K nowing which health-related screening tests you'll benefit from—and when it's best to have them—can pose a significant challenge. Many are important, pinpointing an increased risk of illnesses such as heart disease or spotting early signs of conditions such as cancer. But under the wrong circumstances, they can waste your time and money and lead to unnecessary follow-up tests and treatments.

“We have a horrible paradox in this country of underscreening some people for certain diseases, such as colon or cervical cancer, while simultaneously overscreening others,” says Michael Hochman, M.D., of the Keck School of Medicine at the University of Southern California.

Case in point: Almost half of women in their 50s at low risk for osteoporosis have been screened for this bone-thinning disease. But only 58 percent of women in the U.S. between 65 and 74 (who should undergo this screening) have been, according to a study published in 2015 in the Journal of General Internal Medicine.

To help you know when to say yes and when to decline, here’s a look at several common screening tests.

EKGs and Stress Tests

The test: An electrocardiogram (EKG) records your heart’s electrical activity at rest. A stress test does the same as you walk or jog on a treadmill. Abnormal activity may indicate heart disease.

Who should have it: Consider these tests if you have heart-disease symptoms such as chest pain, shortness of breath, or a sudden decrease in your ability to perform your normal activities (especially if you have a history of heart disease), says Mary Ann Bauman, M.D., an internist in Seattle and a spokeswoman for the American Heart Association. You may also need the tests if you have heart-disease risk factors such as diabetes and high LDL (bad) cholesterol.

Who can skip it: Adults at low risk for heart disease. The U.S. Preventive Services Task Force (USPSTF), an independent panel of national experts who offer evidence-based guidance about preventive health practices, recommends against routine EKGs and stress tests. Unclear results may lead to unneeded follow-up treatment such as coronary angiography, which can expose you to as much radiation as 60 to 280 chest X-rays.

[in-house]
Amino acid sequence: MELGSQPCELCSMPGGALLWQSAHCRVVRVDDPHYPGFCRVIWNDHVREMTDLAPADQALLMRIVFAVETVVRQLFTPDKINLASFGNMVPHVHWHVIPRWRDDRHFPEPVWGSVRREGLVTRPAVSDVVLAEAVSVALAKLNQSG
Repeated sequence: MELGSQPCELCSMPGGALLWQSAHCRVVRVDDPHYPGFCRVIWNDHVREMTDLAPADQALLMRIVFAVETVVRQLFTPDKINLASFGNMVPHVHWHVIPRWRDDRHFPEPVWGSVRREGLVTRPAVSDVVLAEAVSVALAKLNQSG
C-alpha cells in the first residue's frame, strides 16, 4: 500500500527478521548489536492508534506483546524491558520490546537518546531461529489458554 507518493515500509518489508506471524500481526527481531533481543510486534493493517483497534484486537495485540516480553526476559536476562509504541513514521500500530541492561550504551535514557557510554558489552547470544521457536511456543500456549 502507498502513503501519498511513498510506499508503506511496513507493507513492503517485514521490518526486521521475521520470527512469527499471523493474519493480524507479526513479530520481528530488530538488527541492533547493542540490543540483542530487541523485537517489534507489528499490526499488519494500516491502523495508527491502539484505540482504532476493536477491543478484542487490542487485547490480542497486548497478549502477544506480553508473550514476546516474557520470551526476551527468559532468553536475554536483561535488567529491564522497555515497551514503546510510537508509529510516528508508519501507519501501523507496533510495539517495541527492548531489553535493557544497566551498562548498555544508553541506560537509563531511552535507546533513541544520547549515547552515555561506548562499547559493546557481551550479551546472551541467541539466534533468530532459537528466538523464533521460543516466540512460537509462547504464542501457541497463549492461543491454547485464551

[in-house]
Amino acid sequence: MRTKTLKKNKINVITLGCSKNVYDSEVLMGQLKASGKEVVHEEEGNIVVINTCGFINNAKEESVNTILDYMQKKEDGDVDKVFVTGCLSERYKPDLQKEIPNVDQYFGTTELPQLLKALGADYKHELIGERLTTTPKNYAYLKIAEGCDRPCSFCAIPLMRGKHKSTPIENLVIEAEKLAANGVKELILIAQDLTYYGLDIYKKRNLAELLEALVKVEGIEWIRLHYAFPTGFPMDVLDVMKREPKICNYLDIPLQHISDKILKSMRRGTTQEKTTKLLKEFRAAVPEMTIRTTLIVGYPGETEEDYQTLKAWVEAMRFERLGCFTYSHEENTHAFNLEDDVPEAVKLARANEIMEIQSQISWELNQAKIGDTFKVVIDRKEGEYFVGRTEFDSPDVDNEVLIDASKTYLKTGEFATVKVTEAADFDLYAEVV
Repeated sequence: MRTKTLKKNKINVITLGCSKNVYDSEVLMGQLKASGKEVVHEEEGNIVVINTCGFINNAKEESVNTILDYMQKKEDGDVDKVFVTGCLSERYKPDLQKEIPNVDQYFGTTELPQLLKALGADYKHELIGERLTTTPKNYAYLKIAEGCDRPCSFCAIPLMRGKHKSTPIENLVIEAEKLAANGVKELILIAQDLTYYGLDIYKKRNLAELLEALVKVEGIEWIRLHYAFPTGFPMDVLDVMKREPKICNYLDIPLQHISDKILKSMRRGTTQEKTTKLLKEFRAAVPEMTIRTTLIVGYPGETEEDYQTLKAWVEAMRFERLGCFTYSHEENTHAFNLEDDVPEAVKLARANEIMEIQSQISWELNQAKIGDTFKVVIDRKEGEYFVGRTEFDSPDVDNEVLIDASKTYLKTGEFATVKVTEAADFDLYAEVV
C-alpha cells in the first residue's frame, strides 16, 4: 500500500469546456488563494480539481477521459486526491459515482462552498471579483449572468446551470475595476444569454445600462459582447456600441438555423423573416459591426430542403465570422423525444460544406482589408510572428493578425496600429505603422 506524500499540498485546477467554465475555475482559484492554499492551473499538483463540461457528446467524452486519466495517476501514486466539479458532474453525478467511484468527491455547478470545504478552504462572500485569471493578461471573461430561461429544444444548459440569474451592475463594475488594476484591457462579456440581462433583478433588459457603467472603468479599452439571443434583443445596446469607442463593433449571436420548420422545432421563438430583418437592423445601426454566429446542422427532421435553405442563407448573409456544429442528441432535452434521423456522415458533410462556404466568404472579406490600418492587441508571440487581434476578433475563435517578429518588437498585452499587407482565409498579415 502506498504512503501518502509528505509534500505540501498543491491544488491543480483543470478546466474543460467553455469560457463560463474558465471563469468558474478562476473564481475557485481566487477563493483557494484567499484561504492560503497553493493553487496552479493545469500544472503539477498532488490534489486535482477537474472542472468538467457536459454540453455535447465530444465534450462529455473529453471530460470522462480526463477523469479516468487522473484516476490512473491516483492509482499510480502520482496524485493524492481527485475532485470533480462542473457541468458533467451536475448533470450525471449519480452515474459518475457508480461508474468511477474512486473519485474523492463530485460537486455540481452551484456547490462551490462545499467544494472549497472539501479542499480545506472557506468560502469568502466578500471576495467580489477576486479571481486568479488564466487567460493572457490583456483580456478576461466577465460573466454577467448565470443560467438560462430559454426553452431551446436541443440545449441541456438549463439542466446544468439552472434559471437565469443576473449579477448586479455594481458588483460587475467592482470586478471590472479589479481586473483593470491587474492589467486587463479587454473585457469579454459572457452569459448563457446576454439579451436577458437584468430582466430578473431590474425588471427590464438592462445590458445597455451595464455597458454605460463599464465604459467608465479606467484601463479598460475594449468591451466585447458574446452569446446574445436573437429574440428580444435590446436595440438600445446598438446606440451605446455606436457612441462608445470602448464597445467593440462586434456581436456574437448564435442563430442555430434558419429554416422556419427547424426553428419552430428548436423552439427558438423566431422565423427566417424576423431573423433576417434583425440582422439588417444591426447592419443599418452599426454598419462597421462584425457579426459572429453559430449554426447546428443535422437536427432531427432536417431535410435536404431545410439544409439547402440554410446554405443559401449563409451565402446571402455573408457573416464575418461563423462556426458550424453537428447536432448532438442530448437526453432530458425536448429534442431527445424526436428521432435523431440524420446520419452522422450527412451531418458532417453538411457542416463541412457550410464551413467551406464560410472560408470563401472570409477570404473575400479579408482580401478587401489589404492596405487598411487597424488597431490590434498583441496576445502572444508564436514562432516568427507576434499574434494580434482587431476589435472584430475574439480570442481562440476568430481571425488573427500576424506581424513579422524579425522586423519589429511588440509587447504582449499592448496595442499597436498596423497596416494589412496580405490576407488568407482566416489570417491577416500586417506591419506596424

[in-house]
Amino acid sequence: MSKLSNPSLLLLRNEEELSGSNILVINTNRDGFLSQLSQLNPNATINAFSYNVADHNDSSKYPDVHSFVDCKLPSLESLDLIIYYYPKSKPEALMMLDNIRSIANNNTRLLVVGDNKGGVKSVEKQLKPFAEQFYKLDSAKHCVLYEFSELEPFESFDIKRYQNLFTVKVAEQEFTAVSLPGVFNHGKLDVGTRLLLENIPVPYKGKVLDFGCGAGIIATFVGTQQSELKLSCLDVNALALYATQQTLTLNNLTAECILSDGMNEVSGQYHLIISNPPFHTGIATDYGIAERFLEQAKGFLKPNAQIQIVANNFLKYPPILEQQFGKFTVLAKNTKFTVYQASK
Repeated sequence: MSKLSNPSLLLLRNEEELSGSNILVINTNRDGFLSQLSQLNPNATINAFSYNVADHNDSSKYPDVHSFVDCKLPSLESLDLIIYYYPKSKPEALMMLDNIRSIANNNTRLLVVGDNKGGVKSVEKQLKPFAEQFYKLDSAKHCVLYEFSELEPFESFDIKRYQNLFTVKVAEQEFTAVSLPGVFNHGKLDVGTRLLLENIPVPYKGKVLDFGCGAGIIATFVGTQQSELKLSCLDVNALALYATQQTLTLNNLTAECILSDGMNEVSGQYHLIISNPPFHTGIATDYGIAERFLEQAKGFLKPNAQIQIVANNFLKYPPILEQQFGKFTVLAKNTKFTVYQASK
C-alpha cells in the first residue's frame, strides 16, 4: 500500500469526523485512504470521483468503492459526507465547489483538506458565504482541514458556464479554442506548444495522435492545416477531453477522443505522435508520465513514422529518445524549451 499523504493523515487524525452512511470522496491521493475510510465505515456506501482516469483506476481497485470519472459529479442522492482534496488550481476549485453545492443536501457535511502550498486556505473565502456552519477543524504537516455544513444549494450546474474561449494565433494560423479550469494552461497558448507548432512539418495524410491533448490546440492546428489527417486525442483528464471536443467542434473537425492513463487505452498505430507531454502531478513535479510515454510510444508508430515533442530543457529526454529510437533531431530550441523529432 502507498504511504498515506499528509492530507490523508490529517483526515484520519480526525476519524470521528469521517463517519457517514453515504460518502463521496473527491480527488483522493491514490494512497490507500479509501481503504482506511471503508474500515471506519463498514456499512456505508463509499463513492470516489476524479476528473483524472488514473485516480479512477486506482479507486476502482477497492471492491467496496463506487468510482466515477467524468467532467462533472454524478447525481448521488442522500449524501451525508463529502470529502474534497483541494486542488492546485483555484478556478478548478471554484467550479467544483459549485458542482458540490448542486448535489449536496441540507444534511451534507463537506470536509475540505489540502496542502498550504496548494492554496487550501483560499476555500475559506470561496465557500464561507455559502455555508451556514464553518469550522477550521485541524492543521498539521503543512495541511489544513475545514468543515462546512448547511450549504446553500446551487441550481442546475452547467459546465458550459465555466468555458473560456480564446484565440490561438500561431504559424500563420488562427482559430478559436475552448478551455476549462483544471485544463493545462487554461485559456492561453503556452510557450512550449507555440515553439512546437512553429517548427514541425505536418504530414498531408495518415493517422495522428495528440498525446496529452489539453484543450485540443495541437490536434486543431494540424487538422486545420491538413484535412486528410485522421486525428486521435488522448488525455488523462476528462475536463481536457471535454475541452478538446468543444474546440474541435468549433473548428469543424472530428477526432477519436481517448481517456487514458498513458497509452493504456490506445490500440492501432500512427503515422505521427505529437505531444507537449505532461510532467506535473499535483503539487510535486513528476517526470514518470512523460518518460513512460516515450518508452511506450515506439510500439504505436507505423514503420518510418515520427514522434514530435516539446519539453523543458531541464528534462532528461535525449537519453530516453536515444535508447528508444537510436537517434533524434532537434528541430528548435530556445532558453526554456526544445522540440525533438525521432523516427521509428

The test: A doctor checks your rectum and colon for polyps (masses of tissue) with a flexible tube. Polyps are usually harmless, but some, known as adenomas, can become cancerous. Doctors can remove them during a colonoscopy.

Who should have it: Those over age 50 need some kind of baseline colon-cancer screening, says David Lieberman, M.D., chief of gastroenterology at Oregon Health & Science University. (People at high risk may need it earlier.)

But that baseline screening doesn't always have to include a colonoscopy. Opt for one if you’ve had inflammatory bowel disease for more than eight years; a parent, child, or sibling with colon cancer before age 60; or a large adenoma removed. Check with a specialist if you have a genetic condition like Lynch syndrome.

For other people, flexible sigmoidoscopy (which looks at your lower colon) or a fecal occult blood test or fecal immunochemical test (lab tests that check stool for blood) may be equally effective, according to a study published in JAMA last year.

If your first colonoscopy finds no adenomas or cancer and your risk is normal, get another in 10 years. If one or two adenomas are removed, go in five years.

Who can skip it: Those over age 75, unless they have a family or personal history of colon cancer or adenomatous polyps.

Imaging for Back Pain

The test: An X-ray, CT scan, or MRI to take pictures of your spine.

Who should have it: Anyone with back pain and a history of cancer, unexplained weight loss, chills and fever, or sudden loss of bowel or bladder control or leg sensation or strength.

Who can skip it: Those with lower back pain for less than six weeks, unless you're in the group above. Usually, back pain eases with walking, ibuprofen (Advil and generic) or naproxen (Aleve and generic), heat, and, if pain lasts more than a few weeks, physical therapy.

“I still see a lot of patients with two days of back pain and an MRI their primary care physician ordered,” says F. Todd Wetzel, M.D., president of the North American Spine Society.

Bone Density Scan

The test: A DEXA scan is an X-ray that measures how dense your bones are.